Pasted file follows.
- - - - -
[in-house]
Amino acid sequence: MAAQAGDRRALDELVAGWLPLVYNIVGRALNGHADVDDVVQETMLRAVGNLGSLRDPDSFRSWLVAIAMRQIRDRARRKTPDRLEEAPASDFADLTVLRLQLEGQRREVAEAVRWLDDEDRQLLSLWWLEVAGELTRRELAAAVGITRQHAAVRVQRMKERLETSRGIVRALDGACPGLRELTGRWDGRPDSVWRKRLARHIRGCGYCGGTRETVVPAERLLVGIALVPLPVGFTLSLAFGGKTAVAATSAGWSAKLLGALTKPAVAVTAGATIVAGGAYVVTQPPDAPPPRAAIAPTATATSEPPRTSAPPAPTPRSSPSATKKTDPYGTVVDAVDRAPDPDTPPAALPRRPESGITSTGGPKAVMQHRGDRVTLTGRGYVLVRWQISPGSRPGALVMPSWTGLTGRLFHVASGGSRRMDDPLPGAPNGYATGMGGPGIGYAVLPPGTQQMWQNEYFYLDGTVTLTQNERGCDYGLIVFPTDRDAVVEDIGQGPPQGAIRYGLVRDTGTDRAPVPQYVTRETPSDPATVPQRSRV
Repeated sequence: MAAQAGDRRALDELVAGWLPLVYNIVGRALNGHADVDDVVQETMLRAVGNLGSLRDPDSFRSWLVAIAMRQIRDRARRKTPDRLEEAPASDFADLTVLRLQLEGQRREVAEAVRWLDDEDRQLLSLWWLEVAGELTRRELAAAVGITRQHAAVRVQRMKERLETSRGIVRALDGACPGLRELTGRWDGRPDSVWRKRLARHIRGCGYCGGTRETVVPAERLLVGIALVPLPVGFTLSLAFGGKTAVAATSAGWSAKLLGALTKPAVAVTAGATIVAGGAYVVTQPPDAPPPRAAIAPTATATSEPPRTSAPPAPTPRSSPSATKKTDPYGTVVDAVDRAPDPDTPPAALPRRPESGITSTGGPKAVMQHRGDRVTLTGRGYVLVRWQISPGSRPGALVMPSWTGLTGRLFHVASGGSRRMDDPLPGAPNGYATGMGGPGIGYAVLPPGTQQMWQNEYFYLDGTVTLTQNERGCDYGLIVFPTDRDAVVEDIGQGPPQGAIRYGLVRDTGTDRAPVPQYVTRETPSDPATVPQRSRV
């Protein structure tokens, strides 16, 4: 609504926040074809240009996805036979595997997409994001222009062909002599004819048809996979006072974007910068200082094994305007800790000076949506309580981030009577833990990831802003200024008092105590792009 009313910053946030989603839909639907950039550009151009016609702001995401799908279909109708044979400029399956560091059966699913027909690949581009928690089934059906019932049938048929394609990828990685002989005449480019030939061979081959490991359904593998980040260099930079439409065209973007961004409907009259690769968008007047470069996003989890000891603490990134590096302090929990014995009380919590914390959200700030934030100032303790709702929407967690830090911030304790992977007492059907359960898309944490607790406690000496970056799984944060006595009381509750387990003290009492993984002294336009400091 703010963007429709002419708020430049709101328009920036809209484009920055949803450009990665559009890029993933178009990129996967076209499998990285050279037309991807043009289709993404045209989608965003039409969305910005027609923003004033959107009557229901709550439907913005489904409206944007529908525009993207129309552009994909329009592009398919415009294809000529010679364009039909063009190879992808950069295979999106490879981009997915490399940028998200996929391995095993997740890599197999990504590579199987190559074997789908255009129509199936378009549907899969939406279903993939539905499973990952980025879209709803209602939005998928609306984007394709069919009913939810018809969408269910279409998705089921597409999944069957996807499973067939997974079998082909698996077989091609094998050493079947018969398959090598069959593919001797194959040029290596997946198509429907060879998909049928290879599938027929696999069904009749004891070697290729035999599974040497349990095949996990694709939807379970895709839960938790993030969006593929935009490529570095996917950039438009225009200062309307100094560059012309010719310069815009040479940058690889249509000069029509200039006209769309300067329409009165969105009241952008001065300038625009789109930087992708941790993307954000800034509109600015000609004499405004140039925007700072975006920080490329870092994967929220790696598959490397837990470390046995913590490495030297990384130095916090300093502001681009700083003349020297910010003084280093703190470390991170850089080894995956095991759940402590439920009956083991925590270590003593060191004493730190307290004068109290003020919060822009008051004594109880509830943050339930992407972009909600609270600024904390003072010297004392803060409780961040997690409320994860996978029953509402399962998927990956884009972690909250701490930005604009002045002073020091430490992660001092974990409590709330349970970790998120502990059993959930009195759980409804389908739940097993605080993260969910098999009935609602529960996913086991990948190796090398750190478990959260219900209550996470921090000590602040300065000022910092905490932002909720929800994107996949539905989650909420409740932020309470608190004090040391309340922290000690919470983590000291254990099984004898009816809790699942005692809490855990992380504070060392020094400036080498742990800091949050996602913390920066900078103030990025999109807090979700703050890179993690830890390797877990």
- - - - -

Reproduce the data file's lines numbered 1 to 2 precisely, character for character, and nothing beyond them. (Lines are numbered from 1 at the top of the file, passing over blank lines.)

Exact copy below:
[in-house]
Amino acid sequence: MAAQAGDRRALDELVAGWLPLVYNIVGRALNGHADVDDVVQETMLRAVGNLGSLRDPDSFRSWLVAIAMRQIRDRARRKTPDRLEEAPASDFADLTVLRLQLEGQRREVAEAVRWLDDEDRQLLSLWWLEVAGELTRRELAAAVGITRQHAAVRVQRMKERLETSRGIVRALDGACPGLRELTGRWDGRPDSVWRKRLARHIRGCGYCGGTRETVVPAERLLVGIALVPLPVGFTLSLAFGGKTAVAATSAGWSAKLLGALTKPAVAVTAGATIVAGGAYVVTQPPDAPPPRAAIAPTATATSEPPRTSAPPAPTPRSSPSATKKTDPYGTVVDAVDRAPDPDTPPAALPRRPESGITSTGGPKAVMQHRGDRVTLTGRGYVLVRWQISPGSRPGALVMPSWTGLTGRLFHVASGGSRRMDDPLPGAPNGYATGMGGPGIGYAVLPPGTQQMWQNEYFYLDGTVTLTQNERGCDYGLIVFPTDRDAVVEDIGQGPPQGAIRYGLVRDTGTDRAPVPQYVTRETPSDPATVPQRSRV